Increasing Page Views
Quantitative A/B Testing
Minor coding of HTML/CSS
Most visitors to the site would land on a Healthline article from Google, read it, and then leave. Being on the engagement team, one of my goals was to increase time spent on the site by getting the user to read more recommended articles. The content team desired that readers would discover other valuable health-related articles they had written.
Numerous experiments were conducted through the process of A/B testing and observing metrics like session duration. My role would be to create wireframes of proposed designs, and then implement them in Optimizely myself when possible (only light coding required). If an experiment involved more UI changes, I worked with an internal developer, or even an external developer that I would hire from Upwork.
Data is important, and I wanted to know when people dropped off in reading an article. After researching heatmap tools, I convinced management to purchase one for the website. I ran the heatmap tool across top articles of the website, and below are the results.
My observation after studying heatmaps showed that a significant percentage of readers dropped off by the end of an article, right before the recommended articles section. One challenge I took away from this: how can user engagement with the recommended articles section be increased?
Below is an example of one variation, though many more variations were done (can be present in-person if interested). Apologies in advance for the low-res screenshots. =/
Hypothesis #1: At the end of an article, rather than presenting multiple choices for other articles to read, present a single option with high prominence.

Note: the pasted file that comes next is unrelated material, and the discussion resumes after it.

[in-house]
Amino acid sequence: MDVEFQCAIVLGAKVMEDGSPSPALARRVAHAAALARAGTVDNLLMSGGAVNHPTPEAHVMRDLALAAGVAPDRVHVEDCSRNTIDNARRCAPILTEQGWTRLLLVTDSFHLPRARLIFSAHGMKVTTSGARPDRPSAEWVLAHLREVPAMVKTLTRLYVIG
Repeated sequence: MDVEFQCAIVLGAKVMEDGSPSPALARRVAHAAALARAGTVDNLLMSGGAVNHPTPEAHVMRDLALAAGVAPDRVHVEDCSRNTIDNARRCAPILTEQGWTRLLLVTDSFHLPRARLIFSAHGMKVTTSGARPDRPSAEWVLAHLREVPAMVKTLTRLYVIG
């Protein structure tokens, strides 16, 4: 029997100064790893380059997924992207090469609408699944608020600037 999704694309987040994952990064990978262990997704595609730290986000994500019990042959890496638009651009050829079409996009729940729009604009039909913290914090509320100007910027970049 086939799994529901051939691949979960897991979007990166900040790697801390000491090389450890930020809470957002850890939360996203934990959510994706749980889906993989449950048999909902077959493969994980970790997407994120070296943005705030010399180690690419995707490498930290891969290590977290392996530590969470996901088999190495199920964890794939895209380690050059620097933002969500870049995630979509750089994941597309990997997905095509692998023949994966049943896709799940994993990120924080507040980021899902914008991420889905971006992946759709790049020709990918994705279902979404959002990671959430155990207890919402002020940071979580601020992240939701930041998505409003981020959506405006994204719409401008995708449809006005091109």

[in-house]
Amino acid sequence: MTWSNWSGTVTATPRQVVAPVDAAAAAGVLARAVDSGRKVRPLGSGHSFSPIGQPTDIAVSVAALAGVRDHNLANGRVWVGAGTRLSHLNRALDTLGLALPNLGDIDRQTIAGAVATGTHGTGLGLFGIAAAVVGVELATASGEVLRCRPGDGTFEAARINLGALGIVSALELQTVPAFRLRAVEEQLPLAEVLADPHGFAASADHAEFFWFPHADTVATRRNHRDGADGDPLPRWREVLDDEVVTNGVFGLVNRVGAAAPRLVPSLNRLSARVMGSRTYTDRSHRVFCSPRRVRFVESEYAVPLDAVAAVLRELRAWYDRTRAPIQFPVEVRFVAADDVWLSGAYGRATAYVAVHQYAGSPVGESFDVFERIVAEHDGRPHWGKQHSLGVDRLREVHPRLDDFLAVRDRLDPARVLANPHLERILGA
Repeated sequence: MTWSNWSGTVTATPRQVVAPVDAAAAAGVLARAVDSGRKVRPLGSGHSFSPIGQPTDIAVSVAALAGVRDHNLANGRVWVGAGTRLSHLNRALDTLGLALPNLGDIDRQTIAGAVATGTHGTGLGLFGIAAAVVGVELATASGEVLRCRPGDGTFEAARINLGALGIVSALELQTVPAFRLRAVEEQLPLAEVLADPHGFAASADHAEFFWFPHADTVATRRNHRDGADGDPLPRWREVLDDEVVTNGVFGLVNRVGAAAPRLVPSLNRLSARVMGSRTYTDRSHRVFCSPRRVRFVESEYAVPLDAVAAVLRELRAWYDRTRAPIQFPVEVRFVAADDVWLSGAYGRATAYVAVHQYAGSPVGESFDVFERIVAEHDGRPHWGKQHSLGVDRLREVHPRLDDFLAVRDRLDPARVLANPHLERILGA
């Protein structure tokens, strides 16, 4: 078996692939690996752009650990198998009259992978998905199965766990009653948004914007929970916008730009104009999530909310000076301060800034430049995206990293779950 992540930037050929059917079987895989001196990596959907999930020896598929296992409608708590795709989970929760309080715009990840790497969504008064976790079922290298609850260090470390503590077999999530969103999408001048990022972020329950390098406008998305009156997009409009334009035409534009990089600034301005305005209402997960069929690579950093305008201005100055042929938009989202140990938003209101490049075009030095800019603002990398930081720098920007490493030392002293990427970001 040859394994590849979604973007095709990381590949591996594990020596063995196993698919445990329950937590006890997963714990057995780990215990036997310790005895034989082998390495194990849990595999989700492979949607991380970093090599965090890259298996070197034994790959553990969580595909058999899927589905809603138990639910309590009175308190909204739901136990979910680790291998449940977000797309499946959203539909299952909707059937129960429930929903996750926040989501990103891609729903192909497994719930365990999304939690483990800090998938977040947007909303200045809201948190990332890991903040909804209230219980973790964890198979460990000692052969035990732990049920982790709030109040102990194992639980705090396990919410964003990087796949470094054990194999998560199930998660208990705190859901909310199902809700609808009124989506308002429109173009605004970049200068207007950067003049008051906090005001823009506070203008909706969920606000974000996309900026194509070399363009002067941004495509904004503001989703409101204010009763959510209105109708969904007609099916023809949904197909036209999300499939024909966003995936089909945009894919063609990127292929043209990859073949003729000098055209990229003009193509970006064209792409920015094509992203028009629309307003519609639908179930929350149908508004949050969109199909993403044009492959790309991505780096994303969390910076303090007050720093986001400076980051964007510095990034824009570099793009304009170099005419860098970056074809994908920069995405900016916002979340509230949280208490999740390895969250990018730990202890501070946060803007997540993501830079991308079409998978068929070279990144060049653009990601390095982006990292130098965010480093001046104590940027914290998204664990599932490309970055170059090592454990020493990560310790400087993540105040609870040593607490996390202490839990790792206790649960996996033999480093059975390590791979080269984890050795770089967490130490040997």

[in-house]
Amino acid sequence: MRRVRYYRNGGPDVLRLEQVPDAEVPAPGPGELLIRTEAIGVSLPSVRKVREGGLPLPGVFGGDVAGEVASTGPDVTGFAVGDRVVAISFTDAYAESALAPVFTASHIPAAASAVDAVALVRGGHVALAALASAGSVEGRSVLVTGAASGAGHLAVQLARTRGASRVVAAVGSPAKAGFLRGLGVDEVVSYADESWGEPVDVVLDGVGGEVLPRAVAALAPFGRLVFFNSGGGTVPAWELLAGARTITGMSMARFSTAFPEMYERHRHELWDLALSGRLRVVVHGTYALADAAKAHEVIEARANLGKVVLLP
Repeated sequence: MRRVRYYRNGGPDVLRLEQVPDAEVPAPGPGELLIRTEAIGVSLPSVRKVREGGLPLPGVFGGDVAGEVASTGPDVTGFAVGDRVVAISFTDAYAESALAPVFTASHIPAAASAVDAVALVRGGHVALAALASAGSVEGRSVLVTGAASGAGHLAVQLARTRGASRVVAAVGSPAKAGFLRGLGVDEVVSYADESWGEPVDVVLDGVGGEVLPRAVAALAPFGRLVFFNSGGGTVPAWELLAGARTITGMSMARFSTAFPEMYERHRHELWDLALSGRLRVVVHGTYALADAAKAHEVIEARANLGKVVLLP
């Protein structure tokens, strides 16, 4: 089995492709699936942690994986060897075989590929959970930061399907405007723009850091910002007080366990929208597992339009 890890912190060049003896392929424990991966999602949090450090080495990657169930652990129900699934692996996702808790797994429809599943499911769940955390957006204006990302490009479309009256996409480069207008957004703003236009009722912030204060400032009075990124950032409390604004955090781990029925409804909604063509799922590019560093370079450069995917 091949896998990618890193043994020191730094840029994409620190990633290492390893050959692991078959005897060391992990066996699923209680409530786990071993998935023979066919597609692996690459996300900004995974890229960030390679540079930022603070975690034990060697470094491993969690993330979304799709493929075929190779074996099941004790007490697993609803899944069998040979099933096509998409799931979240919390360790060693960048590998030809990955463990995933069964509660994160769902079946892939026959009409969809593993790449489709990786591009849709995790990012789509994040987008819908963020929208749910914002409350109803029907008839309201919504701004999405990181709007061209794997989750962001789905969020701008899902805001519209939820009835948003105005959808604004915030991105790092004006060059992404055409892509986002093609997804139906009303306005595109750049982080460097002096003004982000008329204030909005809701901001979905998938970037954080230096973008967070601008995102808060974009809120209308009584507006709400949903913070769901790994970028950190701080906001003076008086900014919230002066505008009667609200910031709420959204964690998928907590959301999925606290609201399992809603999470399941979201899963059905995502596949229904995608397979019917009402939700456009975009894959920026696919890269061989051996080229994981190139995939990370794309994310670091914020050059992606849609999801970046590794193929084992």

Original variation: 5 recommended articles at the end of an article
Variation 1: Recommend a single article, with high visual prominence
After 14k sessions run in Optimizely, the results were flat with respect to increasing visit duration. I concluded that having a single, prominent option in this style did not increase visit duration on Healthline.com.
A DISRUPTIVE ITERATION
While I was testing small variations like the designs above, my manager and I simultaneously worked with a freelance designer to create a disruptive variation. A disruptive variation in this case was a full re-design, where I re-imagined what the reading experience could be. In addition to design input, I worked with the development team to manage implementation and integrate Google Analytics, so we could track clicks on various UI elements. I then managed the testing in Optimizely.
The disruptive variation
We saw a huge spike in time spent! I thought we had a huge win.
However, through several more iterations of testing, I deduced that since this was a lightweight prototype, it was performance (reduced page load time) that resulted in the increased time spent on the site, not the design itself.
After running several tests throughout the year, I concluded that in order to increase visit duration, the two areas of focus must be:
1. Improving the algorithm for the recommendation engine itself. Recommending articles that are more relevant will lead to more clicks. I verified this hypothesis through A/B testing, by curating recommended articles at the end of several high-traffic articles across Healthline.com.
2. Performance matters. A LOT. Users will consume more content when the site loads faster.
My overall learning through this entire process: other factors beyond design that can improve visit duration.